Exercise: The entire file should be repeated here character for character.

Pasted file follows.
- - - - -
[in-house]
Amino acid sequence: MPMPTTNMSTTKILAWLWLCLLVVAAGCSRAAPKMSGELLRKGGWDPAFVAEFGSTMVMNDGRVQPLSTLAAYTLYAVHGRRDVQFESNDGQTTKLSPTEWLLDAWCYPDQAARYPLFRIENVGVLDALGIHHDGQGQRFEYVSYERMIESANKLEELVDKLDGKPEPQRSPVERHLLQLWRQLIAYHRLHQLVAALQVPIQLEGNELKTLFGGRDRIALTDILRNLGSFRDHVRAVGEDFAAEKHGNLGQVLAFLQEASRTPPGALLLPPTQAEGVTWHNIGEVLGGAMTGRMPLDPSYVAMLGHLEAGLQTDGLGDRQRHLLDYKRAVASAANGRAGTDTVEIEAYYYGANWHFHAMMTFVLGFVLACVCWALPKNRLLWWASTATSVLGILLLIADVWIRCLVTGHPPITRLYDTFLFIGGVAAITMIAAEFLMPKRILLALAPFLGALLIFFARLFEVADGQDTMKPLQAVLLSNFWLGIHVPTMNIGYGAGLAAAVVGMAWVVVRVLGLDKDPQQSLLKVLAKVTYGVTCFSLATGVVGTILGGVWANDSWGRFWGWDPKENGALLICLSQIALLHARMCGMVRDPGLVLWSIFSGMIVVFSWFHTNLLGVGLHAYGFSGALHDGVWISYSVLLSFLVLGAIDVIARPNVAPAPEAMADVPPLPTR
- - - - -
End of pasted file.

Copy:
[in-house]
Amino acid sequence: MPMPTTNMSTTKILAWLWLCLLVVAAGCSRAAPKMSGELLRKGGWDPAFVAEFGSTMVMNDGRVQPLSTLAAYTLYAVHGRRDVQFESNDGQTTKLSPTEWLLDAWCYPDQAARYPLFRIENVGVLDALGIHHDGQGQRFEYVSYERMIESANKLEELVDKLDGKPEPQRSPVERHLLQLWRQLIAYHRLHQLVAALQVPIQLEGNELKTLFGGRDRIALTDILRNLGSFRDHVRAVGEDFAAEKHGNLGQVLAFLQEASRTPPGALLLPPTQAEGVTWHNIGEVLGGAMTGRMPLDPSYVAMLGHLEAGLQTDGLGDRQRHLLDYKRAVASAANGRAGTDTVEIEAYYYGANWHFHAMMTFVLGFVLACVCWALPKNRLLWWASTATSVLGILLLIADVWIRCLVTGHPPITRLYDTFLFIGGVAAITMIAAEFLMPKRILLALAPFLGALLIFFARLFEVADGQDTMKPLQAVLLSNFWLGIHVPTMNIGYGAGLAAAVVGMAWVVVRVLGLDKDPQQSLLKVLAKVTYGVTCFSLATGVVGTILGGVWANDSWGRFWGWDPKENGALLICLSQIALLHARMCGMVRDPGLVLWSIFSGMIVVFSWFHTNLLGVGLHAYGFSGALHDGVWISYSVLLSFLVLGAIDVIARPNVAPAPEAMADVPPLPTR